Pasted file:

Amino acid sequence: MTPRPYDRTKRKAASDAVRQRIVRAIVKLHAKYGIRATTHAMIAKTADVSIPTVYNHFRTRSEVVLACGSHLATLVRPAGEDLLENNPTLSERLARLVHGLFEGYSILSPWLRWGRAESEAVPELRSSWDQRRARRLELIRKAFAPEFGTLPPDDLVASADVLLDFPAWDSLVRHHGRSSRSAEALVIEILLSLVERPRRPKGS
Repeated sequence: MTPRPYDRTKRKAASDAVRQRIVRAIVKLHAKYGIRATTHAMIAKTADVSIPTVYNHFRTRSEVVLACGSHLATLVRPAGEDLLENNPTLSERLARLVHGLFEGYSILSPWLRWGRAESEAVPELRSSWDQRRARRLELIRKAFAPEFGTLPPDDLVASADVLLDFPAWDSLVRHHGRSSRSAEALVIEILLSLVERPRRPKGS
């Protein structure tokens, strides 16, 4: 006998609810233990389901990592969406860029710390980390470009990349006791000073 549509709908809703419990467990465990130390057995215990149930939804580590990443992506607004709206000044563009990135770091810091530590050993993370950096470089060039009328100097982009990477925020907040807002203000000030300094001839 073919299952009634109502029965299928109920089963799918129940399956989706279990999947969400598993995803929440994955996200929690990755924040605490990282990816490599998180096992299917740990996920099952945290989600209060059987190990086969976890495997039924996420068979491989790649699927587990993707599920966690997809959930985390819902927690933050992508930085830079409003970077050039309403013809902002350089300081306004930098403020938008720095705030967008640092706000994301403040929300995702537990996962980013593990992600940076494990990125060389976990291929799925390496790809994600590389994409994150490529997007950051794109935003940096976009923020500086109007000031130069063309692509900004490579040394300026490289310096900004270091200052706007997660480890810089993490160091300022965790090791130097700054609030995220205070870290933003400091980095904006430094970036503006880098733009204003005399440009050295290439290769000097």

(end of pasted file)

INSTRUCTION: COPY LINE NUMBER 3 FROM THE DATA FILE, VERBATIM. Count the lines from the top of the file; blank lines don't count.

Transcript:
């Protein structure tokens, strides 16, 4: 006998609810233990389901990592969406860029710390980390470009990349006791000073 549509709908809703419990467990465990130390057995215990149930939804580590990443992506607004709206000044563009990135770091810091530590050993993370950096470089060039009328100097982009990477925020907040807002203000000030300094001839 073919299952009634109502029965299928109920089963799918129940399956989706279990999947969400598993995803929440994955996200929690990755924040605490990282990816490599998180096992299917740990996920099952945290989600209060059987190990086969976890495997039924996420068979491989790649699927587990993707599920966690997809959930985390819902927690933050992508930085830079409003970077050039309403013809902002350089300081306004930098403020938008720095705030967008640092706000994301403040929300995702537990996962980013593990992600940076494990990125060389976990291929799925390496790809994600590389994409994150490529997007950051794109935003940096976009923020500086109007000031130069063309692509900004490579040394300026490289310096900004270091200052706007997660480890810089993490160091300022965790090791130097700054609030995220205070870290933003400091980095904006430094970036503006880098733009204003005399440009050295290439290769000097």